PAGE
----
We invite papers, panels, presentations and workshops to explore the history of the relationship of the Episcopal and Anglican Church and Indigenous Peoples in North America. The Episcopal and Anglican Church has been present among Indigenous Peoples in North America for centuries in a complicated history that has hardly been perfect.
The American Antiquarian Society (AAS) invites applications for its 2016-17 visiting academic fellowships. Over thirty short-term fellowships will be awarded for periods of one to two months. New among our fellowship offerings this year is the Alstott Morgan Fellowship, which, supports research on the history of education in nineteenth-century America, drawing on AAS’s unmatched collection of early educational materials.
New Deadline: Dec. 1, 2015
American Indian Workshop
May 25-28, 2016
University of Southern Denmark, Odense
Conference Theme: In observance of the 75th anniversary (1941-2016) of America's entrance into World War II, we seek papers and panels that will examine the impact of the war, in all of its manifestations, on the Northern Plains region, specifically South Dakota and the contiguous states of North Dakota, Minnesota, Iowa, Nebraska, Wyoming, and Montana. Presentations on the contributions of people from the Northern Plains, including Native Americans, are also encouraged.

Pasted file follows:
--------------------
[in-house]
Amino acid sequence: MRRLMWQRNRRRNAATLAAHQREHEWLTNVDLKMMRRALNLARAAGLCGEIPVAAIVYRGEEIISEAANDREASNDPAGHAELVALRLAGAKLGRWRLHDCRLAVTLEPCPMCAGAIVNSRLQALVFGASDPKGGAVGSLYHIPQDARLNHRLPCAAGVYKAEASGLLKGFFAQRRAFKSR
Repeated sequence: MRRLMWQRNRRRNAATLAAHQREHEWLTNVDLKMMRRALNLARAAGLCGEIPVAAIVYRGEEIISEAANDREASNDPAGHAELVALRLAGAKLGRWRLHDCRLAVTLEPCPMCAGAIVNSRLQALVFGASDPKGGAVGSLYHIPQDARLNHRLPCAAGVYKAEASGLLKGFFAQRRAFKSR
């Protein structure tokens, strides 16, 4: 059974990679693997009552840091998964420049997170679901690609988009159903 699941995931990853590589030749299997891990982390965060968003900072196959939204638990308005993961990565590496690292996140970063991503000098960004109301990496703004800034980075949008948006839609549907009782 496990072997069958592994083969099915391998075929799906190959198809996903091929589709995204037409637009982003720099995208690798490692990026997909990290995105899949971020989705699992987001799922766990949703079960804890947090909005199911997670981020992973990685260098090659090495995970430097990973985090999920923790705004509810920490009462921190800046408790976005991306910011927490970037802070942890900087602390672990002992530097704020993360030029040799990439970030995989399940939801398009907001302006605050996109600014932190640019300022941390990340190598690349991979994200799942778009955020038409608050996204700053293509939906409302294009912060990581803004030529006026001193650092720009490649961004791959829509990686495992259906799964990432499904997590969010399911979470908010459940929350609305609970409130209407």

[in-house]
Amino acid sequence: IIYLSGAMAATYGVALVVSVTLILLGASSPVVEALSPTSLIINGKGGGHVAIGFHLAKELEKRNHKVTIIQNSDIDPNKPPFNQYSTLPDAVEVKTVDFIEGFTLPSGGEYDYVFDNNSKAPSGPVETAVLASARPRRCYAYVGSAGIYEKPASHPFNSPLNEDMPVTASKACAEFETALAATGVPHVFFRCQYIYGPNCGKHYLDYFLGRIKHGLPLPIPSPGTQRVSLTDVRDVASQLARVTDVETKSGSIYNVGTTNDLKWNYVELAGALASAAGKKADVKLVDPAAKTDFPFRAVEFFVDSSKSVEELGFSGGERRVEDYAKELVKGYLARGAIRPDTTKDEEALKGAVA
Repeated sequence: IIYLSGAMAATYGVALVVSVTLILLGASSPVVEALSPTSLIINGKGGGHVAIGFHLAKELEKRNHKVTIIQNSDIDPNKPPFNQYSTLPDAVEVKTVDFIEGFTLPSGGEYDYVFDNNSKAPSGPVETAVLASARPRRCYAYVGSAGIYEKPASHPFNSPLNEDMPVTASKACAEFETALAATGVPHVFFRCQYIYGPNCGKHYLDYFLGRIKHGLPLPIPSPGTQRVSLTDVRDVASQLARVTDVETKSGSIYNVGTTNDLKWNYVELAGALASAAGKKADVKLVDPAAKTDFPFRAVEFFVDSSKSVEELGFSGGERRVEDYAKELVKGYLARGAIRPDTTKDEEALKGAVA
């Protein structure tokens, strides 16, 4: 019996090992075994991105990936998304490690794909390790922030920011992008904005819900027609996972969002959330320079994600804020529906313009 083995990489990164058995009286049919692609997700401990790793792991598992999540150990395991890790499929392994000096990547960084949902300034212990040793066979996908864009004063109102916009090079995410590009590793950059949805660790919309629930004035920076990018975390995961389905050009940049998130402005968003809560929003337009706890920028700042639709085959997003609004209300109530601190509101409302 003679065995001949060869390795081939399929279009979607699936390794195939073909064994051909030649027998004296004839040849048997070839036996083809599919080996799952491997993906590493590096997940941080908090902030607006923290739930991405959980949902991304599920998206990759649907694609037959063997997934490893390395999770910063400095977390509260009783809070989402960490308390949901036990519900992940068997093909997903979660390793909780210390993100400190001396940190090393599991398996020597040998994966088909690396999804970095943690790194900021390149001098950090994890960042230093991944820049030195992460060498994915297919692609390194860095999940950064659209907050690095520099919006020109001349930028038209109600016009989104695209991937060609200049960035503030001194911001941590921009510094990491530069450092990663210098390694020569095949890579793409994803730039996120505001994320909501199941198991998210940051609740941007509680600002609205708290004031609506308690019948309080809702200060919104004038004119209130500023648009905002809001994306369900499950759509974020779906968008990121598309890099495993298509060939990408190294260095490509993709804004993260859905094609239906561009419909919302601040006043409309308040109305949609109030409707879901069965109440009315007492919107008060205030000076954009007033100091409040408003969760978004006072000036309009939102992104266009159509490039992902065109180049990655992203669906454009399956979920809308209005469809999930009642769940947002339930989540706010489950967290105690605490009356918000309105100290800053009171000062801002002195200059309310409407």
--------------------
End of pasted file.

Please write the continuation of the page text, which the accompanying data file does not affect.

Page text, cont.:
The 44th Annual Conference of the National Association for Ethnic Studies invites proposals, papers, workshops, roundtable discussions, film screenings, performances, and other media that interrogate the meaning of 'resistance' in the 21st century and/or that highlight the increasingly bold electoral hate campaigns and other forms of social injustices that continue to impact our diverse communities. NAES is excited to host regional activists working against various threats to Ethnic Studies in Arizona, and those involved in spreading the activism and scholarship within and between Ethnic S
UB GRADUATE HISTORY ASSOCIATION
Shifting Identities: Past, Present, and Future
As educators, the spaces, places, and publics we create are often — and in many cases ought to be — linked to the unique human and ecological landscapes where we perform our work. In the Pacific Northwest, for example, our colleges and universities are situated within and near lands that have deep ties to American Indian communities, often creating relationships that manifest in much of the teaching we do and the academic programs we build.